Veteran American political cartoonist Ted Rall has been fired by the LA Times based on a poor quality, sometimes unintelligable audio tape made by a police officer ticketing the cartoonist for jaywalking in Los Angeles 14 years ago.
At issue are competing narratives of that 2001 jaywalking incident.
In a May 11 blog for the LA Times website, Rall recalled that he was arbitrarily handcuffed and pushed up against a wall by the ticketing officer at the time. The blog posting accompanied a Rall cartoon for the paper targeting current LAPD pedestrian crosswalk policy.
Following Rall’s blog post, a copy of an audiotape made by the officer involved in the 2001 jaywalking bust was made available to Times editorial-page editor Nicholas Goldberg.
In announcing Rall’s termination on July 28, editor Goldberg wrote: “An audiotape of the encounter recorded by the police officer does not back up Rall’s assertions; it gives no indication that there was physical violence of any sort by the policeman . . .”
Prime among the questions raised was whether the cartoonist had been handcuffed, something Rall didn’t mention in a complaint about the incident filed in 2001. Rall explained this by saying that at the time he was “far more concerned and angry about being falsely charged with a misdemeanor that could have created a criminal record.”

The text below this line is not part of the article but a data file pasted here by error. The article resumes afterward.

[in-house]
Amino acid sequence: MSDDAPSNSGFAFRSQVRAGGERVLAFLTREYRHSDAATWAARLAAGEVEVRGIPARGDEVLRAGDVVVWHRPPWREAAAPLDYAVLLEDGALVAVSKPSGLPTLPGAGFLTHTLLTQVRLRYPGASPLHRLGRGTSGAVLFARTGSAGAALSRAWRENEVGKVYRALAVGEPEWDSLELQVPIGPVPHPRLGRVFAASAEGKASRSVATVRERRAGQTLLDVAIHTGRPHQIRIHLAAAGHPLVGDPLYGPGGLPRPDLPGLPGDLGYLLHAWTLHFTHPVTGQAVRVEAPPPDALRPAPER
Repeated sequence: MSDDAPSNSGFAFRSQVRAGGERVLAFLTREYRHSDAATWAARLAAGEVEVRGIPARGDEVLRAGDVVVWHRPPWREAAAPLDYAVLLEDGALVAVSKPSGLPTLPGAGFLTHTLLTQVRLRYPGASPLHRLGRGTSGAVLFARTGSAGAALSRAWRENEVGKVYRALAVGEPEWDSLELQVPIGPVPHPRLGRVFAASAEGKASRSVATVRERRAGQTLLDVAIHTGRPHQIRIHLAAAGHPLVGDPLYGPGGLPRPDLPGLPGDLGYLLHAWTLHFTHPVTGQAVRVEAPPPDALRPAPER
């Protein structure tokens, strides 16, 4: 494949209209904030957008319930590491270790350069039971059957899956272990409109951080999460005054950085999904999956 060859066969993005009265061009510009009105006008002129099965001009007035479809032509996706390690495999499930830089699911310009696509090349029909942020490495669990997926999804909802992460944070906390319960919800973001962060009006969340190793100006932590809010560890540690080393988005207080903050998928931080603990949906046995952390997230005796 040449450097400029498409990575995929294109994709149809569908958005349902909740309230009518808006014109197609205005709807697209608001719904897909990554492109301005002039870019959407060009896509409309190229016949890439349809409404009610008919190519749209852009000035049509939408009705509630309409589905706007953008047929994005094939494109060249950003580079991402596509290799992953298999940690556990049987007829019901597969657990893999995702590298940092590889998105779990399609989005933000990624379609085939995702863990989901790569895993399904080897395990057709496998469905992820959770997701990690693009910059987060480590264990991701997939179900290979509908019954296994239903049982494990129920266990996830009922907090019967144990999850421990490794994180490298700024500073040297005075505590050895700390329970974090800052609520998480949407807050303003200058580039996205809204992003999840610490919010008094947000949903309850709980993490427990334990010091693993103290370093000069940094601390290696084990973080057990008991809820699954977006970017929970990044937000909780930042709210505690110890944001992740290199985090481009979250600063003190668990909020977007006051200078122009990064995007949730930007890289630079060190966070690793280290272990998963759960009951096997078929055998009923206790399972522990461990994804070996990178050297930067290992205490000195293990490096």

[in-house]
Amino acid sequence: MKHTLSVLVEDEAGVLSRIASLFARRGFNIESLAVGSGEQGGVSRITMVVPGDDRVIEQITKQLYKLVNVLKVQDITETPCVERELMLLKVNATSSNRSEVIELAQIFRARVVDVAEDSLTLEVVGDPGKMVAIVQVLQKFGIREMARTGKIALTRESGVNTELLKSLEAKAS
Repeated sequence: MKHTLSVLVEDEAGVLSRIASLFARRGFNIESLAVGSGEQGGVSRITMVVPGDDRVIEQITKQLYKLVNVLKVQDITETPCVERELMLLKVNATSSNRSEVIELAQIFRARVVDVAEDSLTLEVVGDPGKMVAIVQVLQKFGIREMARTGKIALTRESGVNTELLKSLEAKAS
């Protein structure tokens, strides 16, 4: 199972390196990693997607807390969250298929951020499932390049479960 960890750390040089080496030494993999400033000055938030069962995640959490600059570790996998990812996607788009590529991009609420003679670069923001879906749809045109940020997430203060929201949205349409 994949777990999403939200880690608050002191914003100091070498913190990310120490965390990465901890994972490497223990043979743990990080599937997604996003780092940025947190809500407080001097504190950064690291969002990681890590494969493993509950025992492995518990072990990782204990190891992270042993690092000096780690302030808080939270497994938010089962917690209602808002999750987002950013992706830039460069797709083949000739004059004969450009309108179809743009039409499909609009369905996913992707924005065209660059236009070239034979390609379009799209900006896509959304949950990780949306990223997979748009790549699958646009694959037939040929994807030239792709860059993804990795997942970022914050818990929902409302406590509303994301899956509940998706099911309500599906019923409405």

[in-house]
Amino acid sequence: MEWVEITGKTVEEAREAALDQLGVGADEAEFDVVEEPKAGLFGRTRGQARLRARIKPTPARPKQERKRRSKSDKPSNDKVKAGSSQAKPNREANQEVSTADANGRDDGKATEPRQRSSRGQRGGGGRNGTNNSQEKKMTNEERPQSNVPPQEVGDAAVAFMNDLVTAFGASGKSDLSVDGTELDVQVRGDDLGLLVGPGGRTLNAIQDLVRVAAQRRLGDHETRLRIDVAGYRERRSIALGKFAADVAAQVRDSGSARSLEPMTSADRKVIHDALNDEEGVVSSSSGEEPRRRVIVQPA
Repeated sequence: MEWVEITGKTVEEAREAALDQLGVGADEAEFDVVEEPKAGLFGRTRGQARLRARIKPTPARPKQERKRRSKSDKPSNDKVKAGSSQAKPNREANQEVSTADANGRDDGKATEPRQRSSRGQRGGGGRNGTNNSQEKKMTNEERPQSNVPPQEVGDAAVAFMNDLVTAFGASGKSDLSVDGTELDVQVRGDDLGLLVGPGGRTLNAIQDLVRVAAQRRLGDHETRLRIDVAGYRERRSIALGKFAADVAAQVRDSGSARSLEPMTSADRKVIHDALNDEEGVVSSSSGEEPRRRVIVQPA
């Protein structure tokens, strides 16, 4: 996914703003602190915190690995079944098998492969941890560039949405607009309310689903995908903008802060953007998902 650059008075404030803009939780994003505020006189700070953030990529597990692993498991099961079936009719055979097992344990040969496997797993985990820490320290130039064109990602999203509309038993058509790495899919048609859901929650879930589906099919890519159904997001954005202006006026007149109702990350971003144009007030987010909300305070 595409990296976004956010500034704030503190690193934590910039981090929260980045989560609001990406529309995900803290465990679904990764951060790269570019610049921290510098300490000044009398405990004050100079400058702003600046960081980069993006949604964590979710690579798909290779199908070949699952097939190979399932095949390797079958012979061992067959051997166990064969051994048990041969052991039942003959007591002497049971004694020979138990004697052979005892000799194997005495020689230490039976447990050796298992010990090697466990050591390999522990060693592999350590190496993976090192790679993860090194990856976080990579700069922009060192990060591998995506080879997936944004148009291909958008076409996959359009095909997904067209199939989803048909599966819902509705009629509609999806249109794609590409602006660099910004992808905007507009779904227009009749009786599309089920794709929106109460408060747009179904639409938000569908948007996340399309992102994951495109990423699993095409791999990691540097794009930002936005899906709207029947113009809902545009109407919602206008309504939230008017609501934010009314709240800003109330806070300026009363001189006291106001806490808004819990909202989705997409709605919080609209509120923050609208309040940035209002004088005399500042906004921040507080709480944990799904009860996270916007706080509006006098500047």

Rall has posted both the police recording provided to the LA Times and an enhanced version of that tape by three sound technicians Rall consulted. In the cleaned-up version of the tape, the cartoonist reports, someone can be heard saying “He was just jaywalking . . . you need to take off . . . you need to take off his handcuffs.”
Rall had done hard-hitting cartoons for the LA Times since 2009.
As Rall said in an interview with Sputnick News: “Look, I pissed off cops. I’ve done many anti-LAPD cartoons and essays over the years. The LAPPL [Los Angeles Police Protective League] made clear in their blog that they have long been angered by me, and they are crowing about my dismissal. So, just at a bare minimum, think about how disturbing this is. The LAPD, or the LAPPL, passed illegally — basically stole something out of the evidence room — slipped it to the top editors at the LA Times, one of the biggest and most widely-respected metro-dailies in the United States, in order to get me fired. In order to send a message to other reporters, ‘don’t screw with cops’.”